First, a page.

Actually, at the time Janice approached me about this, my medical diagnosis was not as bleak as it is today. So, I told her, "Janice, the cancer I have is serious, but I am fighting it. And, it is not going to take me out like the flick of a light switch. If you don't see me here some mornings, it isn't because something bad has happened to me. I just may have a doctor's appointment or something. Trust me, you and I, and the rest of our class, still have lots more time to spend together."

Janice's concerned face started to morph into a content smile.

"Good, because I just don't want to lose any more people in my life right now."

I could feel some of the other students shaking their heads in agreement.

Janice kept her heart-broken smile, still a glisten in her eyes. Seemingly genuinely satisfied with my explanation, Janice turned away and went back into the writing composition which she was working on at her computer terminal.

Jerome looked at me, nodded his head silently, and we shared a common unspoken understanding that death is the constant companion of our students. They are not spared by age like Jerome's and my generation has been. Death is all around today. There is even a cottage industry called "RIP shirts" which enlarges and transfers portraits of the dearly departed on the front of a shirt or the back of a jacket to honor and mourn the dead. Many students wear them. The older faces succumbed to illness, and the younger faces often met a violent end.

There is so much cancer, illness, and disease associated with poverty, especially the lack of access to proper cancer screening and staging. Around the WOO neighborhood, by the time most folks get to the hospital, the disease has advanced too far out of control, and death is knocking at the door. I have met very few cancer patients from this community in treatment. Most are headed toward hospice, because they were objectively denied access to quality treatment.

Janice's initiative put me on the spot at first, actually leaving me feeling a little bewildered ("I cannot believe that I am having this conversation and in public, no less.").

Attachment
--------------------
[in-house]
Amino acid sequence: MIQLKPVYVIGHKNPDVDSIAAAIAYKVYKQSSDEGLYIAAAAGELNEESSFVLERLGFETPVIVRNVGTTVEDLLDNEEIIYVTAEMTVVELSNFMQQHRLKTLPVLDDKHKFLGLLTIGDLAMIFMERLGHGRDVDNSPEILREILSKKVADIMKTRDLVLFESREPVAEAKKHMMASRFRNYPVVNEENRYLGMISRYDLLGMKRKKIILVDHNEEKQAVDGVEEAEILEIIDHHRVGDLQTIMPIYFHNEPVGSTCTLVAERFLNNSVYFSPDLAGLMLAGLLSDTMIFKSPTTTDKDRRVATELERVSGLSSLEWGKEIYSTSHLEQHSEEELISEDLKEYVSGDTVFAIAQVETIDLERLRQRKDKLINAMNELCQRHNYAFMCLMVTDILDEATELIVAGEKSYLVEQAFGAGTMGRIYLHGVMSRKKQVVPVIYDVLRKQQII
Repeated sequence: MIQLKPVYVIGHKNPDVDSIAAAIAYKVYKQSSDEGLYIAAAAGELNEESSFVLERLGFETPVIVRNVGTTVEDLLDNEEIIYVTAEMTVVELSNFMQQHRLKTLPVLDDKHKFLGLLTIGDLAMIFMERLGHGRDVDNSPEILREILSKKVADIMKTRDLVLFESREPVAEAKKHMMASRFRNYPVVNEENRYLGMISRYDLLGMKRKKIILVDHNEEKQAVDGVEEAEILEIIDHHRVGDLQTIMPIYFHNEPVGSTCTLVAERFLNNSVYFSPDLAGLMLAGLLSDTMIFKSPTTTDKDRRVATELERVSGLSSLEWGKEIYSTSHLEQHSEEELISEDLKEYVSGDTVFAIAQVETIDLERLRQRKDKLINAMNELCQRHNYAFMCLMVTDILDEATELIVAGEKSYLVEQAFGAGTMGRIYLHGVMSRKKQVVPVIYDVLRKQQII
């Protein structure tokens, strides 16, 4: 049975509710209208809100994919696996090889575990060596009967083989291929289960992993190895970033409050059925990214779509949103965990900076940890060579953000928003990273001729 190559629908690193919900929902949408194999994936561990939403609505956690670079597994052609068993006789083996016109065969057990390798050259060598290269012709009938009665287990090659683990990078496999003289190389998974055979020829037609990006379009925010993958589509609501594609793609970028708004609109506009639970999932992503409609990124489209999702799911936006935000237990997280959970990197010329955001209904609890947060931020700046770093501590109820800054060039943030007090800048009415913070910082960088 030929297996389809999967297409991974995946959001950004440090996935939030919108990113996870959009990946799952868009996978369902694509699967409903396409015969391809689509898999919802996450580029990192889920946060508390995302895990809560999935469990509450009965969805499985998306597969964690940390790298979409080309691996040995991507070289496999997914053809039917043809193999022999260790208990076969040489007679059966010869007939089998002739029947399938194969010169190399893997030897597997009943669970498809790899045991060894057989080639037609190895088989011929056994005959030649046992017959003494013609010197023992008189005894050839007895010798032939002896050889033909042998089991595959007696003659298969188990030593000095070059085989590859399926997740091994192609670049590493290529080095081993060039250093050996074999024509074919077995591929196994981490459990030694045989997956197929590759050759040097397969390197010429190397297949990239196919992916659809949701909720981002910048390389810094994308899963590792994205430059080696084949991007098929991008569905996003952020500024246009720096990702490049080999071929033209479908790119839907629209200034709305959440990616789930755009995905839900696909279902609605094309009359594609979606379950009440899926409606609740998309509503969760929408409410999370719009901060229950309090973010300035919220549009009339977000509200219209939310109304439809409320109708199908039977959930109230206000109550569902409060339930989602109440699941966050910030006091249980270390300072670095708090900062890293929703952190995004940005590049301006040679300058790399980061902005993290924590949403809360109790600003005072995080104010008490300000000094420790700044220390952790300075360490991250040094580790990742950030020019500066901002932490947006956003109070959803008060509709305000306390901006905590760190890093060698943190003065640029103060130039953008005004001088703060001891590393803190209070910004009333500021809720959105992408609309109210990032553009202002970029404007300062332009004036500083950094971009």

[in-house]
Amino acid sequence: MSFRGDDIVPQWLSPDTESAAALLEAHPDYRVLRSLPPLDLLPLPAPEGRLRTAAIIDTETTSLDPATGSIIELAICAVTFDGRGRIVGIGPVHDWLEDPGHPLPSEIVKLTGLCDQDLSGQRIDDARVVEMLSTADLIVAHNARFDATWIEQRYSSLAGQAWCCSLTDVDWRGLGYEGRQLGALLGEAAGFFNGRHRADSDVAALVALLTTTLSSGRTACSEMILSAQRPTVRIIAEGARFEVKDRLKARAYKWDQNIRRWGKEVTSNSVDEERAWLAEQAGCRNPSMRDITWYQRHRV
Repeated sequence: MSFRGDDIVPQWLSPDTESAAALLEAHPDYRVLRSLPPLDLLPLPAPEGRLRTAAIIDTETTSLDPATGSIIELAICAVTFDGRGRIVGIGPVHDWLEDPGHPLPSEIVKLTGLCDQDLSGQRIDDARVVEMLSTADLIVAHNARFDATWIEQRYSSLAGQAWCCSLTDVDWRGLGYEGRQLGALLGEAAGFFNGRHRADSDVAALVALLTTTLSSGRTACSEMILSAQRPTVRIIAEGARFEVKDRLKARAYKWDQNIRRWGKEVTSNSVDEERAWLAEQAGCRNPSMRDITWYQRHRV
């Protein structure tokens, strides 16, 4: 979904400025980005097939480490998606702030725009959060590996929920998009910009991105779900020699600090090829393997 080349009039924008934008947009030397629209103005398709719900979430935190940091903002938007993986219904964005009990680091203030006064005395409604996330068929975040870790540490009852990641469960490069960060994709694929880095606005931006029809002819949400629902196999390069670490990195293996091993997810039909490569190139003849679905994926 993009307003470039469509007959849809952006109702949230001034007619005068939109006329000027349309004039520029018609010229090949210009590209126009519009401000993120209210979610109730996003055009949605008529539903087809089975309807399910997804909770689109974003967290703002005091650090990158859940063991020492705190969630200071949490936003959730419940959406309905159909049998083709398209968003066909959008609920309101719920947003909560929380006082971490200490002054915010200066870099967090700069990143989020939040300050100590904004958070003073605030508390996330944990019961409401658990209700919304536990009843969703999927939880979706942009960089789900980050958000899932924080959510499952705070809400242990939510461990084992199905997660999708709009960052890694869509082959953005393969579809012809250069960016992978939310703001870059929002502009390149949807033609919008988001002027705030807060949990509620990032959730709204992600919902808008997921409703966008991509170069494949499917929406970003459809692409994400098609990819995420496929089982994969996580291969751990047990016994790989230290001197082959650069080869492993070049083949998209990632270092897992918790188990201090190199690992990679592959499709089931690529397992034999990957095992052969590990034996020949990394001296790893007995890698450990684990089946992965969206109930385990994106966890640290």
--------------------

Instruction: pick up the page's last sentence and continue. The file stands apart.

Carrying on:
Soon, I too felt relieved with the honesty and rawness of our conversation. Janice is still reeling and wounded from the loss of her Mom. My situation rekindled her wounds and she needed to talk. Janice offered me the gift to comfort her. And her candor forced me to stare my cancer in the face rather than avoid it. Janice's inquiries left me with a genuine peace of mind, and she imparted a beautiful lesson to me that morning. We are all one, and we all need each other to cope with the harsh realities of our lives. Once again, Janice affirmed that education is happening when we are "...teaching with and LEARNING from the whole person."

As Glenda Jo has written about our coping mechanisms under our roof these days: there are no secrets or hushed words here. Just the raw truth. Come what may.

Thank you, Janice, and I am so very very sorry about the loss of your mother. I can just imagine as a parent though, how proud you must have made your mother feel as her daughter. And, I also imagine that Janice's mother would be very heartened to see her daughter continuing her studies and education today. The possibility of closer bonds are there. I have the unappointed honor of witnessing Janice's progress in behalf of her mom.

Steve O.

(the medicated light night thoughts of a heretic curmudgeon basking in denial)